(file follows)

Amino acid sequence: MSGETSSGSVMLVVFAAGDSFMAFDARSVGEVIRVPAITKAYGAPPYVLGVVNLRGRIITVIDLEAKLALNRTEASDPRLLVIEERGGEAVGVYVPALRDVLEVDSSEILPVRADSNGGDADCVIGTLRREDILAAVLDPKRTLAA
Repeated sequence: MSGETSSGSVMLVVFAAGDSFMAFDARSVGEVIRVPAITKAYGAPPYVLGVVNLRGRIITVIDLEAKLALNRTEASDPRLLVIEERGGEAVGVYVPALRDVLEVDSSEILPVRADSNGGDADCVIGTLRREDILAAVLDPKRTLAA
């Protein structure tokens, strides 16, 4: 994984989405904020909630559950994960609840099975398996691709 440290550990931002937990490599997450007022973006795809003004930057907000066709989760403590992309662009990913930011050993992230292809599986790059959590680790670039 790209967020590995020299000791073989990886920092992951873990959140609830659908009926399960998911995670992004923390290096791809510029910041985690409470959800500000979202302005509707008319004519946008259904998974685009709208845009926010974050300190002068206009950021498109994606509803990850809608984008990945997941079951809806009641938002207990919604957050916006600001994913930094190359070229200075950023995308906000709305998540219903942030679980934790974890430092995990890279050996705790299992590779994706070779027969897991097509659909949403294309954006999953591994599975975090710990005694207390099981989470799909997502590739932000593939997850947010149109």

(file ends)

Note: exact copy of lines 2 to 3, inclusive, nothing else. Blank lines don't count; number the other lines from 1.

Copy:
Repeated sequence: MSGETSSGSVMLVVFAAGDSFMAFDARSVGEVIRVPAITKAYGAPPYVLGVVNLRGRIITVIDLEAKLALNRTEASDPRLLVIEERGGEAVGVYVPALRDVLEVDSSEILPVRADSNGGDADCVIGTLRREDILAAVLDPKRTLAA
């Protein structure tokens, strides 16, 4: 994984989405904020909630559950994960609840099975398996691709 440290550990931002937990490599997450007022973006795809003004930057907000066709989760403590992309662009990913930011050993992230292809599986790059959590680790670039 790209967020590995020299000791073989990886920092992951873990959140609830659908009926399960998911995670992004923390290096791809510029910041985690409470959800500000979202302005509707008319004519946008259904998974685009709208845009926010974050300190002068206009950021498109994606509803990850809608984008990945997941079951809806009641938002207990919604957050916006600001994913930094190359070229200075950023995308906000709305998540219903942030679980934790974890430092995990890279050996705790299992590779994706070779027969897991097509659909949403294309954006999953591994599975975090710990005694207390099981989470799909997502590739932000593939997850947010149109």